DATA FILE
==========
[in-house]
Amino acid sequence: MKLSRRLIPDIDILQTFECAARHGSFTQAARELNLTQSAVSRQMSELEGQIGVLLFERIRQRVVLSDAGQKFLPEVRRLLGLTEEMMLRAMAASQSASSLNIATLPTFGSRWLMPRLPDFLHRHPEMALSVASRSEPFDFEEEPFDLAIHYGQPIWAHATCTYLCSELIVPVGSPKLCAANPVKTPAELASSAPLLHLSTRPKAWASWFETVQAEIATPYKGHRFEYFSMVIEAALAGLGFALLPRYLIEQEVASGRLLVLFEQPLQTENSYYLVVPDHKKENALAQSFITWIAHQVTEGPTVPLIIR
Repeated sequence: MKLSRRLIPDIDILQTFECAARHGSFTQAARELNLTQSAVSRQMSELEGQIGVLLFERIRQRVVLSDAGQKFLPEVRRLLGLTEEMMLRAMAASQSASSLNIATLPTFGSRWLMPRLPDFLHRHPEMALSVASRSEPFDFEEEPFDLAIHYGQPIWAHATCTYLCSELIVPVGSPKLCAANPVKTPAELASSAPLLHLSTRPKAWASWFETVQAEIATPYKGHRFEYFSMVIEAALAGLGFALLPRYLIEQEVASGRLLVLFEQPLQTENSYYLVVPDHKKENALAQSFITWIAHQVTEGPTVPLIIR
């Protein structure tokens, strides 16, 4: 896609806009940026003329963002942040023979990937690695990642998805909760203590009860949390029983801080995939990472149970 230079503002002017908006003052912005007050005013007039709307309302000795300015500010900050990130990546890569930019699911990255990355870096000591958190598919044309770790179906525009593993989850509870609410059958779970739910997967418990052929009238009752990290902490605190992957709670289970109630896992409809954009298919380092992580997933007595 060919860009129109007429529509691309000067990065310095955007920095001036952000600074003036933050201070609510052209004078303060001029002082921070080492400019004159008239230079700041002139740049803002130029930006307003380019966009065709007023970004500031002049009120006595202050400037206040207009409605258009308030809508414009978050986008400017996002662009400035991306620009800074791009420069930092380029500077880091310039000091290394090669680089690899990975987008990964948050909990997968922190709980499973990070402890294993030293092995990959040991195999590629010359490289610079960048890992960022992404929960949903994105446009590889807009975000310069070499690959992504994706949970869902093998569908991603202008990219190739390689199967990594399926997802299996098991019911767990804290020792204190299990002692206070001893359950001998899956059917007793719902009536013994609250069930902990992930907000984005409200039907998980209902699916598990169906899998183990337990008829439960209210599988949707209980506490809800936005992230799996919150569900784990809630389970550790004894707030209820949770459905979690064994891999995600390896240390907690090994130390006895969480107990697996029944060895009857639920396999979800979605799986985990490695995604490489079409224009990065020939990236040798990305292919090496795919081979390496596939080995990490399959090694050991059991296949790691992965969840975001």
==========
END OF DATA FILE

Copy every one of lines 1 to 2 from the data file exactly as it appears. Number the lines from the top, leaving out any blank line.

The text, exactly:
[in-house]
Amino acid sequence: MKLSRRLIPDIDILQTFECAARHGSFTQAARELNLTQSAVSRQMSELEGQIGVLLFERIRQRVVLSDAGQKFLPEVRRLLGLTEEMMLRAMAASQSASSLNIATLPTFGSRWLMPRLPDFLHRHPEMALSVASRSEPFDFEEEPFDLAIHYGQPIWAHATCTYLCSELIVPVGSPKLCAANPVKTPAELASSAPLLHLSTRPKAWASWFETVQAEIATPYKGHRFEYFSMVIEAALAGLGFALLPRYLIEQEVASGRLLVLFEQPLQTENSYYLVVPDHKKENALAQSFITWIAHQVTEGPTVPLIIR